A Data Loop runs through data in a single field on a single record. The data is usually arranged in a prescribed manner such as return or comma-separated. In a non-data approach, a Script Loop repeats the same script steps over and over. This one is a little harder to understand and really needs an example so refer to Ultimate Find article for more information.
Once you start employing all these different loop types, it's important to know how to exit them. I've memorized a list of the script steps that can exit a loop so I can call on it whenever needed. Most of the time, it's pretty easy to figure out how to exit a loop. For example, a Record Loop almost always uses the "Exit after last" option on the Go to Record/Request/Page. I have exited a Record Loop using a different method but it's not very common. On the other hand, how do you exit a Field loop? There's no option on the Go to Next Field to exit after the last field. Sometimes it's not clear and it's handy to know every way to exit so you can whittle it down to the one or several possibilities. So, here is the list:
Go to Record/Request/Page [Next; Exit after last] Go to Portal Row [Next; Exit after last] Exit Loop If Exit Script Halt Script Close Window (if it's the last window open for the file) Close File Exit Application
The most commonly used are the first three. However, I have used almost every single one at least once. When confronted with a loop that cannot be exited by standard methods, write down this list and check off the choices till you have one or a couple left. This will really help you pick the best solution.
SIDE TIP: Field Loops are commonly exited using the Exit Loop If step by setting the starting field name to a variable and checking to see if the loop has come back to the first field.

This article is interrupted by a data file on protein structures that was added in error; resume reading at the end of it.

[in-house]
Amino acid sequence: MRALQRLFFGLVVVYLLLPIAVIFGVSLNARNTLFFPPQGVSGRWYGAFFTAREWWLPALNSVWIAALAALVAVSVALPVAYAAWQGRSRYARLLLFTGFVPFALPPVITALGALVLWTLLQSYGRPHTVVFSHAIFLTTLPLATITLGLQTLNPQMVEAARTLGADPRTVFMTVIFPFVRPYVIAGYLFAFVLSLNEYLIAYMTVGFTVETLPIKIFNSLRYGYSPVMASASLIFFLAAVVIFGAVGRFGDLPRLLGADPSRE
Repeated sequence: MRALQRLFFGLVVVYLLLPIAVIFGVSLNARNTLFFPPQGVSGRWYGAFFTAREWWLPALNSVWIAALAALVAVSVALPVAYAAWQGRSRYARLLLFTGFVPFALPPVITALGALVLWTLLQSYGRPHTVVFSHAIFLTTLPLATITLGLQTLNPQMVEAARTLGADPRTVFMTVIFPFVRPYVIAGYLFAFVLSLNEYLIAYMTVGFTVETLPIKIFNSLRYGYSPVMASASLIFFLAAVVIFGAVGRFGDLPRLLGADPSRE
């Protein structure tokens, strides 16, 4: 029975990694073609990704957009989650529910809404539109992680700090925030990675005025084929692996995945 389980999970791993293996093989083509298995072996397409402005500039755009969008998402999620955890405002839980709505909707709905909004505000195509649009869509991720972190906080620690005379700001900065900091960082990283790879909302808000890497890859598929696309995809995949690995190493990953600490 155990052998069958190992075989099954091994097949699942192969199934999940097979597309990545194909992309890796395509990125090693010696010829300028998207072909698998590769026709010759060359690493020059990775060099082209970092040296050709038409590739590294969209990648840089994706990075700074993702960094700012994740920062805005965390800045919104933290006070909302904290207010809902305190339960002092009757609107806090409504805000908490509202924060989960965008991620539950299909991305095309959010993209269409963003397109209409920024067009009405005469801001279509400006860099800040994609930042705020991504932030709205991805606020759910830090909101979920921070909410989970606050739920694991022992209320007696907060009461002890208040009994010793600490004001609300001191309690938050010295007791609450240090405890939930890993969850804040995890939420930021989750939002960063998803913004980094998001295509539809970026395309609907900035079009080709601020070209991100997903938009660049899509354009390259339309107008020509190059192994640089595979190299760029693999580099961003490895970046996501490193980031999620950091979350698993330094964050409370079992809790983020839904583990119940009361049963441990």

Get Functions Get Functions were originally designed to be used in scripts but if you know a simple trick they can function properly in Manage Database calculations. What happens is they don't refresh. For example, let's say you include Get(FoundCount) in a calculation designed to recreate the status toolbar information. Since there are no field references in the calculation, there is nothing to trigger the calculation field to update. Even if there was a field included, the data in the field would need to be modified to update the formula. Even then, changing of the found set would not update the formula unless you make it unstored.
BTW: Hide Object, Conditional Formatting, Placeholder Text and other formulas assigned at the layout level are unstored by nature and will update whenever the screen refreshes.
Date Searches Searching ranges of dates, numbers, times and timestamps are pretty easy. Just use the greater than, less than or ellipsis.
SIDE TIP: You can use two or three periods for an ellipsis
What's not so obvious are the myriad of other choices for searching in date fields. One of my favorites is the asterisk. With it, you can search for birthdays:
The search criteria above will find all dates in the month of March, regardless of day or year. The asterisk will also work with time and timestamp searches.
You can also search with curly brackets on date. time and timestamp fields:
And last but not least, you can type in days of the week:
The above search locates all dates that occur on the week days, excluding all weekends.
Field Order If you've ever wondered why fields show up in a strange order in the Specify Field dialog or Field Picker palette then this tip is for you. It's really simple. The order fields are sorted under the Field tab in Manage Database dictate the order they appear in dialogs displaying fields. If you're like me and use type ahead in the Specify Field dialog, having the fields sorted alphabetically is extremely important.